Brijean’s Feelings is a solid set of 11 pop-dance-lounge songs, and that might be more than enough. The instrumentation and arrangements are tasteful and sophisticated, the lyrics elliptical and intriguing, and it’s the kind of album that can just easily live in the foreground or the background, in the living room, or on the dancefloor. It’s a great album to herald the proximity of spring, to get us through the last of winter and perhaps the beginning of the end of our confinement. But it might also be something else, something more complicated and multivalent.
Brijean Murphy, who along with instrumentalist and producer Doug Stuart comprise Brijean the band, is herself a percussionist of some renown, having played with, among others, Toro Y Moi and U.S. Girls. Such a background accounts for the rhythmic underpinning of the album. But it also explains the implicit understanding of space between sounds that allows each song to breathe comfortably, if not luxuriously, throughout. Feelings is an album predominantly about rhythm, and it is also, therefore, necessarily an album about time. The music itself is both percussive and watery, which taken together suggest both motion and fluidity, and this is fitting for an album that time-travels so expansively.
Feelings presents us with the interesting conundrum, by existing in four simultaneous time zones, as follows. Firstly, in 2021, the year of the album’s release. Second, in a mythical version of the future that the album’s soundscape suggests. Third, in a much earlier era, such a mythical future was first imagined via such cultural artifacts as The Jetsons and others, namely the 1950s and 1960s. Finally, there is the period when that original nostalgically imagined future was revived, not for the first time and obviously not for the last time, beginning in 1990 with bands like Saint Etienne and Fila Brasilia, and perhaps reaching its apotheosis with Air’s Moon Safari at the tail end of the 20th century, in 1998. This kind of simultaneity can make you feel a bit dizzy and perhaps even a tad postmodern, but there needn’t be anything coercively theoretical about it. Nor is this to disparage Brijean’s project, but rather to note the ubiquity of both past and future and the constant dynamic between them in our experience of “new” music.
The album begins with some clues as to what we are in for with “Day Dreaming”. Notice that it’s not called “Daydreaming”, and the words are separated, even though the activity of “daydreaming” is implied and suggested. Thus, there is both a connection and a separation between time and space in the very title of the song. Second, the song starts with a woozy watery keyboard that sounds like it is transmitted from somewhere else or through a filter. That will become a hallmark of the album’s sound throughout. Third, the keyboard then recedes as percussion, and a bassline takes over, themselves being joined by Brijean Murphy’s slightly otherworldly vocal.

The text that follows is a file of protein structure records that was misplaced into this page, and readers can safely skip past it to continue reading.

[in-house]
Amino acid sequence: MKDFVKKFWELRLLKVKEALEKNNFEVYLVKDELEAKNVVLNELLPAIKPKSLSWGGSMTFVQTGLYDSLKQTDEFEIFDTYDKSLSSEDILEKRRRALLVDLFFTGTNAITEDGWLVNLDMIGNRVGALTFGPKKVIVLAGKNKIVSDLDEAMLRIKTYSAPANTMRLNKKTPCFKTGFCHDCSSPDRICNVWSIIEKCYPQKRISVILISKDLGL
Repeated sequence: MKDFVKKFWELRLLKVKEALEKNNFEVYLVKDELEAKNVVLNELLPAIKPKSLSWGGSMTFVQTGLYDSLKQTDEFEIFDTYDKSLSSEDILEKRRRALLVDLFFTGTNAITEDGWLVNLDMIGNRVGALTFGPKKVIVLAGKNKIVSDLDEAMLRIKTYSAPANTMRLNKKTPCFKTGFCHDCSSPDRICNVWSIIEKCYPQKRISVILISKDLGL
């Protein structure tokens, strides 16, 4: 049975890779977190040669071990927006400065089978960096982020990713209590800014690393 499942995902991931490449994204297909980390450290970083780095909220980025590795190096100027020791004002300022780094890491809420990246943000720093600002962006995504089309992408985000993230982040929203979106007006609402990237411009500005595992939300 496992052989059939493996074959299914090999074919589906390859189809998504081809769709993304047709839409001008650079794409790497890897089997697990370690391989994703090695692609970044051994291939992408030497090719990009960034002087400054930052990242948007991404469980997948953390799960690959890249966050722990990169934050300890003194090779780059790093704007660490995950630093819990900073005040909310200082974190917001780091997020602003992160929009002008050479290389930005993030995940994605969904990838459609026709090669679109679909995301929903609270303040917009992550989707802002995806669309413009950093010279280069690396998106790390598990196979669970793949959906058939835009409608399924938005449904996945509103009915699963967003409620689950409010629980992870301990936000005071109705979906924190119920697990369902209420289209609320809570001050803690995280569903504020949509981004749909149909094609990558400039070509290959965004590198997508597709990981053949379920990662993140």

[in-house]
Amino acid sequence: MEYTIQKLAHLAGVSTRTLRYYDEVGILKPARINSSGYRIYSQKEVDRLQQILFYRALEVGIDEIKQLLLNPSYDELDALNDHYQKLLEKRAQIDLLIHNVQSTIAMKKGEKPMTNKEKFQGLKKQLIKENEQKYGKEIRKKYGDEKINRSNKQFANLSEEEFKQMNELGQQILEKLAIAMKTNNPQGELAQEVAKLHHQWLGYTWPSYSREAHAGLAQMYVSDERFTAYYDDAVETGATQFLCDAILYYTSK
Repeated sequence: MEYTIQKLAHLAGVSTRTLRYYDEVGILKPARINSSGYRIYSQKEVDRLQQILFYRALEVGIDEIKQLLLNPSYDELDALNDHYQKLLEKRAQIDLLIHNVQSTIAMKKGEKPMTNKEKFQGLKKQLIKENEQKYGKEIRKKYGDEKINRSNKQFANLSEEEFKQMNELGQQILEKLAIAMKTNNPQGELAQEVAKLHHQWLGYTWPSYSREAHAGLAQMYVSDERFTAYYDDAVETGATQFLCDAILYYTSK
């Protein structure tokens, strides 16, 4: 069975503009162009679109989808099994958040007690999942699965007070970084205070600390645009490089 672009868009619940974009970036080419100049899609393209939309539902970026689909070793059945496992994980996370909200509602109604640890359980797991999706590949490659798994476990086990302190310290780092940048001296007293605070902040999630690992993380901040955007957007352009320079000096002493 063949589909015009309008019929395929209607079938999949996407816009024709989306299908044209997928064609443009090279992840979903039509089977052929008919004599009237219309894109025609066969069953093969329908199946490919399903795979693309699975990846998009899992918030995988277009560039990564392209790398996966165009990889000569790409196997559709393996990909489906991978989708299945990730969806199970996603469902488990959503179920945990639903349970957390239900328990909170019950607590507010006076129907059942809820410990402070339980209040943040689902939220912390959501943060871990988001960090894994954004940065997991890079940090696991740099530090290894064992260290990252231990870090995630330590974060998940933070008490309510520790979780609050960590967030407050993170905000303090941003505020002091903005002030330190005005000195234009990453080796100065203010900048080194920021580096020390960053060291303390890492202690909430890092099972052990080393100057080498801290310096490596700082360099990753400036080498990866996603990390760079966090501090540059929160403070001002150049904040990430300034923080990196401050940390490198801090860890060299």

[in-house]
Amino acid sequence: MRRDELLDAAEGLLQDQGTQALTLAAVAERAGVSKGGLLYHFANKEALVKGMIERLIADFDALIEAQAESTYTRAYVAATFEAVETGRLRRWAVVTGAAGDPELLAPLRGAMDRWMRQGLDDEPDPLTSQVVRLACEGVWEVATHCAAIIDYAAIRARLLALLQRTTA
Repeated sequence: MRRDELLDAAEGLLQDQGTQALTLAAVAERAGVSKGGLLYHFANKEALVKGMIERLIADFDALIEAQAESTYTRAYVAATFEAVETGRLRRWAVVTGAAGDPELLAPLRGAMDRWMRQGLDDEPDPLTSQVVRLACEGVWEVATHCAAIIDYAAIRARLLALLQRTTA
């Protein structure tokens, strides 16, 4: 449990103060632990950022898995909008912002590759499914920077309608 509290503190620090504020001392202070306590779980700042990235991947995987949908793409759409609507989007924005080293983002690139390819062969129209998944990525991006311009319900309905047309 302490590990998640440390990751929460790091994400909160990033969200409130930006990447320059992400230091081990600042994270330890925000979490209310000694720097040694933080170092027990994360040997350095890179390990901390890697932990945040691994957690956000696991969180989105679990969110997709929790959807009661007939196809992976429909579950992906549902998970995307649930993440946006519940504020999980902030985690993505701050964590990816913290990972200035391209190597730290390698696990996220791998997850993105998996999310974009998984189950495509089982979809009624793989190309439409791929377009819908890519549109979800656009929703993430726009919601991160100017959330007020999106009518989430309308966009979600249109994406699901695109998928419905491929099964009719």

A lot is happening at once here, and that’s perhaps the key to understanding what Brijean are up to. That the song eventually settles into a solid groove might be reassuring, but the general experience also puts one on the wrong foot, which is an odd way for a dance track to make you feel. It’s not unpleasant, nor is it necessarily counter-productive, but it does feel slightly counter-intuitive, and that may be deliberate. At the very least it contributes to the overall effect.
Another slightly disorienting but not unpleasant feature of Feelings is the way that so many of the songs seem to flow into each other, which doesn’t mean that they’re anonymous or interchangeable, but rather that there is a consistent fluidity to the album, a sense both of time passing but also of all time, once again, being simultaneous. And so “Day Dreaming” gives way to “Softened Thoughts”, where the common denominator seems to be a slight variation on the rhythm track, bent slightly but not dramatically to accommodate the contours of the new song. This foundational rhythm is slowed down dramatically on “Pepe”, which really serves only as an interlude or a bridge, to the splendid “Wifi Beach”, which goes into a different gear and is one of the album’s highlights.